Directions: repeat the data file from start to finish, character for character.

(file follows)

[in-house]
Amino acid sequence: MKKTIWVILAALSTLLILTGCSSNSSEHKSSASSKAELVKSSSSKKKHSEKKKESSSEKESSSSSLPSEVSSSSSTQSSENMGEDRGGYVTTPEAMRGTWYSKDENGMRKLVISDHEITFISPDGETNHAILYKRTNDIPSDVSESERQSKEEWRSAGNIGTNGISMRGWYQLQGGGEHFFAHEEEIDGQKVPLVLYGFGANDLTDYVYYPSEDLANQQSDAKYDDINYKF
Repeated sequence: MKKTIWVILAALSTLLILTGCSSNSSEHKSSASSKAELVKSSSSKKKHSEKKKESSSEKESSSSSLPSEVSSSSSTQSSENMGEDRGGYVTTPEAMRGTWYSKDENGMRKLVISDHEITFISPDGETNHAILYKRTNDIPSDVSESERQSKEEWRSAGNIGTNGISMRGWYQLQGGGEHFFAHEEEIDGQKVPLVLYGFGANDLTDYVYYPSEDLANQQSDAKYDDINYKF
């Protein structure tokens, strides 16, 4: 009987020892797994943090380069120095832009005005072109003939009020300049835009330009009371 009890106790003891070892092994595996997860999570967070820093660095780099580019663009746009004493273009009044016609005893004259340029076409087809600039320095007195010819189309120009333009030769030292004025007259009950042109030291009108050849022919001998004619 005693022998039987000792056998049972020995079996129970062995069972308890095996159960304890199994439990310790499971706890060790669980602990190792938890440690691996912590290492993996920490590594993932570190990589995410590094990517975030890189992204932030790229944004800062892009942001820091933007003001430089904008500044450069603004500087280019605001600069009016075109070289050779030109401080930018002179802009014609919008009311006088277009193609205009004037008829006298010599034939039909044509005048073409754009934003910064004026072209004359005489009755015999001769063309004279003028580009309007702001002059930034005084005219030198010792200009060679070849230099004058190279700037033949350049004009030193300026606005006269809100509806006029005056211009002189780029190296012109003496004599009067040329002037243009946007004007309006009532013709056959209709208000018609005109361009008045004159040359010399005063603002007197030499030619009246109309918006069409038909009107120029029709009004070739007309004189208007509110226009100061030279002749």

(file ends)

[in-house]
Amino acid sequence: MKKTIWVILAALSTLLILTGCSSNSSEHKSSASSKAELVKSSSSKKKHSEKKKESSSEKESSSSSLPSEVSSSSSTQSSENMGEDRGGYVTTPEAMRGTWYSKDENGMRKLVISDHEITFISPDGETNHAILYKRTNDIPSDVSESERQSKEEWRSAGNIGTNGISMRGWYQLQGGGEHFFAHEEEIDGQKVPLVLYGFGANDLTDYVYYPSEDLANQQSDAKYDDINYKF
Repeated sequence: MKKTIWVILAALSTLLILTGCSSNSSEHKSSASSKAELVKSSSSKKKHSEKKKESSSEKESSSSSLPSEVSSSSSTQSSENMGEDRGGYVTTPEAMRGTWYSKDENGMRKLVISDHEITFISPDGETNHAILYKRTNDIPSDVSESERQSKEEWRSAGNIGTNGISMRGWYQLQGGGEHFFAHEEEIDGQKVPLVLYGFGANDLTDYVYYPSEDLANQQSDAKYDDINYKF
């Protein structure tokens, strides 16, 4: 009987020892797994943090380069120095832009005005072109003939009020300049835009330009009371 009890106790003891070892092994595996997860999570967070820093660095780099580019663009746009004493273009009044016609005893004259340029076409087809600039320095007195010819189309120009333009030769030292004025007259009950042109030291009108050849022919001998004619 005693022998039987000792056998049972020995079996129970062995069972308890095996159960304890199994439990310790499971706890060790669980602990190792938890440690691996912590290492993996920490590594993932570190990589995410590094990517975030890189992204932030790229944004800062892009942001820091933007003001430089904008500044450069603004500087280019605001600069009016075109070289050779030109401080930018002179802009014609919008009311006088277009193609205009004037008829006298010599034939039909044509005048073409754009934003910064004026072209004359005489009755015999001769063309004279003028580009309007702001002059930034005084005219030198010792200009060679070849230099004058190279700037033949350049004009030193300026606005006269809100509806006029005056211009002189780029190296012109003496004599009067040329002037243009946007004007309006009532013709056959209709208000018609005109361009008045004159040359010399005063603002007197030499030619009246109309918006069409038909009107120029029709009004070739007309004189208007509110226009100061030279002749």